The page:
BASF Chairman Claims Chinese Offshore Wind Turbines are “Better”

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The German industrial conglomerate BASF is a giant in the world of chemicals, and operates some of the largest and longest-running chemical parks in the world. It is so big that it can build utility-scale green power projects to power itself, and it has created an in-house subspecialty in wind farm development. The 1.5 GW Hollandse Kust Zuid offshore wind farm off the Netherlands will send half its output to BASF plants in Europe, and the 0.5 GW Zhanjiang wind farm off Guangdong will send all of its power directly to a new BASF chemical park. So when BASF chairman Martin Brudermüller told reporters that he prefers Chinese offshore wind turbines, he caught a good deal of attention – and criticism. 

“The Chinese are technically better than us, and they are also more cost-effective than us,” Brudermüller told Frankfurter Allgemein last week, speaking of turbine manufacturers in the EU and in China. “There is a political discussion that wind power should not be the next [EU] technology to go away. I would tend to say: It’s already gone.”

Chinese turbines are generally about 20 percent cheaper, according to industry insiders. Buyers benefit from China’s lower manufacturing costs, government support, economies of scale and intense domestic price competition.

While market leading European turbine maker Siemens Gamesa is taking a $2.4 billion financial hit for quality issues this year, Chinese turbine firm Goldwind has seen its profits plummet for the opposite reason: Goldwind reports that it has put so much money into R&D and has cut its prices so deeply that it has left little for its own margins. Both companies are unprofitable, but Goldwind’s customers are pocketing savings.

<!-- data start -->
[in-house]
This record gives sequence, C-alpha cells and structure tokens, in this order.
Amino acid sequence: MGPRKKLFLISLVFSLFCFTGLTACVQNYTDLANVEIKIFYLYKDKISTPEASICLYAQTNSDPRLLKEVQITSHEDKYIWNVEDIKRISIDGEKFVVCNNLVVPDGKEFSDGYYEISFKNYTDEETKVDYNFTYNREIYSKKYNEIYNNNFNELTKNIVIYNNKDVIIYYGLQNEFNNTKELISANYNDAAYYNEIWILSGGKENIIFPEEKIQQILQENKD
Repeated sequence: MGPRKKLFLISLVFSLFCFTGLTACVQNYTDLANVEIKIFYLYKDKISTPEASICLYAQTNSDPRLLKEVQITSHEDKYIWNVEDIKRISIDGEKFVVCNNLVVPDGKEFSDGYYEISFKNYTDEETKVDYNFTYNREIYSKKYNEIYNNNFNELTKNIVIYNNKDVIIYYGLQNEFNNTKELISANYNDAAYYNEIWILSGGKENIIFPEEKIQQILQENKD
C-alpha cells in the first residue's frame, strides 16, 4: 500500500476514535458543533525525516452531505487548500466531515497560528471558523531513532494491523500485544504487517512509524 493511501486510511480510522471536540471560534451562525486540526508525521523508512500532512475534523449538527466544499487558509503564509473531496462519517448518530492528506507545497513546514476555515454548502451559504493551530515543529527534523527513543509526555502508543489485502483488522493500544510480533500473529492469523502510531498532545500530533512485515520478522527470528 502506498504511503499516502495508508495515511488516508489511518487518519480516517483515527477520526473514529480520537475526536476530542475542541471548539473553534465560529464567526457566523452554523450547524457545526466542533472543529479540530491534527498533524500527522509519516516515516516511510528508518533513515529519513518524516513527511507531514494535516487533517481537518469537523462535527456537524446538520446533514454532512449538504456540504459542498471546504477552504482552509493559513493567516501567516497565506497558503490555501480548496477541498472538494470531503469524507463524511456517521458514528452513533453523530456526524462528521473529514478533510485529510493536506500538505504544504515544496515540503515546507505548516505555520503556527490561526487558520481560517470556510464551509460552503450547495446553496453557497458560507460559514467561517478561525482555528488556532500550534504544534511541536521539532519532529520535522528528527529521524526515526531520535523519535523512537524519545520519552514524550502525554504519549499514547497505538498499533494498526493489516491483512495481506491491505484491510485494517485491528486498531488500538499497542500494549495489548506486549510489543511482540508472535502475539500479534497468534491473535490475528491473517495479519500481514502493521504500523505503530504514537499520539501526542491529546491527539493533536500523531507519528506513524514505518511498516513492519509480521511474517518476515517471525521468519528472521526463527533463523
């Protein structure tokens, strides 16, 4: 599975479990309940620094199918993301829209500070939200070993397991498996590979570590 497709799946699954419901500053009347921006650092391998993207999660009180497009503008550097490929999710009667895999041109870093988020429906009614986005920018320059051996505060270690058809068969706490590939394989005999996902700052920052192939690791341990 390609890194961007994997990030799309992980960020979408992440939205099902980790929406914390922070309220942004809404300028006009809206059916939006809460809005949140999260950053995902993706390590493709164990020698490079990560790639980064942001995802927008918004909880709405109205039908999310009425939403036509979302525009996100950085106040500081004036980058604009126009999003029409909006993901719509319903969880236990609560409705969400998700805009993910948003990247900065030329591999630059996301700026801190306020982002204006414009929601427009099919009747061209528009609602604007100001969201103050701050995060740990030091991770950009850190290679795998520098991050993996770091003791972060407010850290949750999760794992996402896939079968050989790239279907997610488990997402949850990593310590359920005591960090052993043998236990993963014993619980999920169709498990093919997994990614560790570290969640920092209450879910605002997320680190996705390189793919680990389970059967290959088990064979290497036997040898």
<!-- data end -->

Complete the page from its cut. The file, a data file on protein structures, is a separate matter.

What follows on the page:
According to Brudermüller, developers who buy wind equipment in China might also enjoy higher quality. “Take a really close look at it on site. They have simply become good with their products,” he said of Chinese turbine builders. 

WindEurope, the industry body for EU equipment makers, pushed back on this notion in comments to Recharge. CEO Giles Dickson told the outlet that he was “very surprised” by the BASF chairman’s remarks.

Siemens Energy CEO Christian Bruch, head of Siemens Gamesa’s parent company, told analysts in an earnings call this week that Western companies like his do not generally have access to the Chinese offshore wind market. He suggested there should be controls on how much access Chinese competitors have to the EU market in order to create a level playing field.

“We can keep pace with the Chinese and even beat them on the international level if we have the right solutions available to us,” he said. 

Yesterday, Siemens Energy secured $12 billion in bank guarantees to support completion of its backlog of customer orders, backed by $8 billion in guarantees from the German government. S&P has downgraded the company’s debt to BBB-, one step above “junk bond” status, and the government support will ensure that it has access to financing for its production plans. 

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